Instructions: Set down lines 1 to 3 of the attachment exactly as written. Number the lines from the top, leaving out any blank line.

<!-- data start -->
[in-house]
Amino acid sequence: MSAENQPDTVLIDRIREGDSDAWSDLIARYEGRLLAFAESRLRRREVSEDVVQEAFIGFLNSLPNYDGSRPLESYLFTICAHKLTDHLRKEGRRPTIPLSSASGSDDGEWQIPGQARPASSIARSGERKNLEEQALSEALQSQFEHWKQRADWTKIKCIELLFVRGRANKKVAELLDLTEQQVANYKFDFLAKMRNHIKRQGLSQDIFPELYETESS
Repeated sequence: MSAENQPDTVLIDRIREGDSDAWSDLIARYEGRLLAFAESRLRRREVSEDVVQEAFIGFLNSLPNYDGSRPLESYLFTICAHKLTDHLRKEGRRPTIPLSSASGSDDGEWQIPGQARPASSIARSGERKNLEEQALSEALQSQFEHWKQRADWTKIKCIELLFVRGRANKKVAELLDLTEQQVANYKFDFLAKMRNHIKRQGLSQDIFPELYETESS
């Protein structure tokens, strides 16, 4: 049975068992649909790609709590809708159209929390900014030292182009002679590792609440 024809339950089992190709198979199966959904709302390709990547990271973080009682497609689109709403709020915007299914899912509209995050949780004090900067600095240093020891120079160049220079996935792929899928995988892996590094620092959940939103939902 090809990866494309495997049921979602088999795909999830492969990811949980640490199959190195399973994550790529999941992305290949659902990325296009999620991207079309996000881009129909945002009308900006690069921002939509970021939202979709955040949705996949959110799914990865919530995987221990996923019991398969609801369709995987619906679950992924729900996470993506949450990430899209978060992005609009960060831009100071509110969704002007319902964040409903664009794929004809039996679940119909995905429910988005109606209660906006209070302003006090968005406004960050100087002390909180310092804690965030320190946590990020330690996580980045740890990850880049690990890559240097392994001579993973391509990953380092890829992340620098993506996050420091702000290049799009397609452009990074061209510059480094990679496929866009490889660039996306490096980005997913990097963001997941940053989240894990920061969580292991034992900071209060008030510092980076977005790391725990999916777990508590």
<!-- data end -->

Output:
[in-house]
Amino acid sequence: MSAENQPDTVLIDRIREGDSDAWSDLIARYEGRLLAFAESRLRRREVSEDVVQEAFIGFLNSLPNYDGSRPLESYLFTICAHKLTDHLRKEGRRPTIPLSSASGSDDGEWQIPGQARPASSIARSGERKNLEEQALSEALQSQFEHWKQRADWTKIKCIELLFVRGRANKKVAELLDLTEQQVANYKFDFLAKMRNHIKRQGLSQDIFPELYETESS
Repeated sequence: MSAENQPDTVLIDRIREGDSDAWSDLIARYEGRLLAFAESRLRRREVSEDVVQEAFIGFLNSLPNYDGSRPLESYLFTICAHKLTDHLRKEGRRPTIPLSSASGSDDGEWQIPGQARPASSIARSGERKNLEEQALSEALQSQFEHWKQRADWTKIKCIELLFVRGRANKKVAELLDLTEQQVANYKFDFLAKMRNHIKRQGLSQDIFPELYETESS